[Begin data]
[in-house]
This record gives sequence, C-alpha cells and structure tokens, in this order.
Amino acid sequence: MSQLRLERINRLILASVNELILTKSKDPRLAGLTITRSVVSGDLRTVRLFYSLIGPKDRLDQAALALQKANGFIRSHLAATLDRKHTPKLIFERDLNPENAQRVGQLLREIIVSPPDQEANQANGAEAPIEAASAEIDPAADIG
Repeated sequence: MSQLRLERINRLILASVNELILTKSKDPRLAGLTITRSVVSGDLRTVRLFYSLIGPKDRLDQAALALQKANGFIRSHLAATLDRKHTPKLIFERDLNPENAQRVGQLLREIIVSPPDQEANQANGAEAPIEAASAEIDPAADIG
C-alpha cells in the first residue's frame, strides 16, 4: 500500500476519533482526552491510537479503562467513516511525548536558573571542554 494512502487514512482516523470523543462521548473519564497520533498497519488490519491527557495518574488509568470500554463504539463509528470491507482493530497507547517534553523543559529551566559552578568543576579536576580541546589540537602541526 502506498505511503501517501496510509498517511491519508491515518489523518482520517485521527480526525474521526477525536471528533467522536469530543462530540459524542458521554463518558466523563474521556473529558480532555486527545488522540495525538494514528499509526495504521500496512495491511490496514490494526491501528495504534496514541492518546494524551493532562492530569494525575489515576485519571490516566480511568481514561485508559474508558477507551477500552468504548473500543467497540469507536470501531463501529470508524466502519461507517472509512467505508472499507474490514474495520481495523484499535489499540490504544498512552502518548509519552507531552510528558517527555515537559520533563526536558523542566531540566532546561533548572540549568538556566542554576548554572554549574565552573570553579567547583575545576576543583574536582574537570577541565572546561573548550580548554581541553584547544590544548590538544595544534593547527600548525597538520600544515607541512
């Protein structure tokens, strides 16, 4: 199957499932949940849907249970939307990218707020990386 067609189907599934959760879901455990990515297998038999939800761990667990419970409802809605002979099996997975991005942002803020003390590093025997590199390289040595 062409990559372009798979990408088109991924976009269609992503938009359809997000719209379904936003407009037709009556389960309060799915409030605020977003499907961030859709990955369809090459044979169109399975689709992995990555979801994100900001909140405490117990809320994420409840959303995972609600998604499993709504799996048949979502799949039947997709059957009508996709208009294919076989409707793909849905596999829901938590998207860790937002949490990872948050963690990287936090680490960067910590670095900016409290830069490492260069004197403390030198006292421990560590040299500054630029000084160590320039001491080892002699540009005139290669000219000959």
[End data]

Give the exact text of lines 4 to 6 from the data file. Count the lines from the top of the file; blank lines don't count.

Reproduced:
Repeated sequence: MSQLRLERINRLILASVNELILTKSKDPRLAGLTITRSVVSGDLRTVRLFYSLIGPKDRLDQAALALQKANGFIRSHLAATLDRKHTPKLIFERDLNPENAQRVGQLLREIIVSPPDQEANQANGAEAPIEAASAEIDPAADIG
C-alpha cells in the first residue's frame, strides 16, 4: 500500500476519533482526552491510537479503562467513516511525548536558573571542554 494512502487514512482516523470523543462521548473519564497520533498497519488490519491527557495518574488509568470500554463504539463509528470491507482493530497507547517534553523543559529551566559552578568543576579536576580541546589540537602541526 502506498505511503501517501496510509498517511491519508491515518489523518482520517485521527480526525474521526477525536471528533467522536469530543462530540459524542458521554463518558466523563474521556473529558480532555486527545488522540495525538494514528499509526495504521500496512495491511490496514490494526491501528495504534496514541492518546494524551493532562492530569494525575489515576485519571490516566480511568481514561485508559474508558477507551477500552468504548473500543467497540469507536470501531463501529470508524466502519461507517472509512467505508472499507474490514474495520481495523484499535489499540490504544498512552502518548509519552507531552510528558517527555515537559520533563526536558523542566531540566532546561533548572540549568538556566542554576548554572554549574565552573570553579567547583575545576576543583574536582574537570577541565572546561573548550580548554581541553584547544590544548590538544595544534593547527600548525597538520600544515607541512
């Protein structure tokens, strides 16, 4: 199957499932949940849907249970939307990218707020990386 067609189907599934959760879901455990990515297998038999939800761990667990419970409802809605002979099996997975991005942002803020003390590093025997590199390289040595 062409990559372009798979990408088109991924976009269609992503938009359809997000719209379904936003407009037709009556389960309060799915409030605020977003499907961030859709990955369809090459044979169109399975689709992995990555979801994100900001909140405490117990809320994420409840959303995972609600998604499993709504799996048949979502799949039947997709059957009508996709208009294919076989409707793909849905596999829901938590998207860790937002949490990872948050963690990287936090680490960067910590670095900016409290830069490492260069004197403390030198006292421990560590040299500054630029000084160590320039001491080892002699540009005139290669000219000959």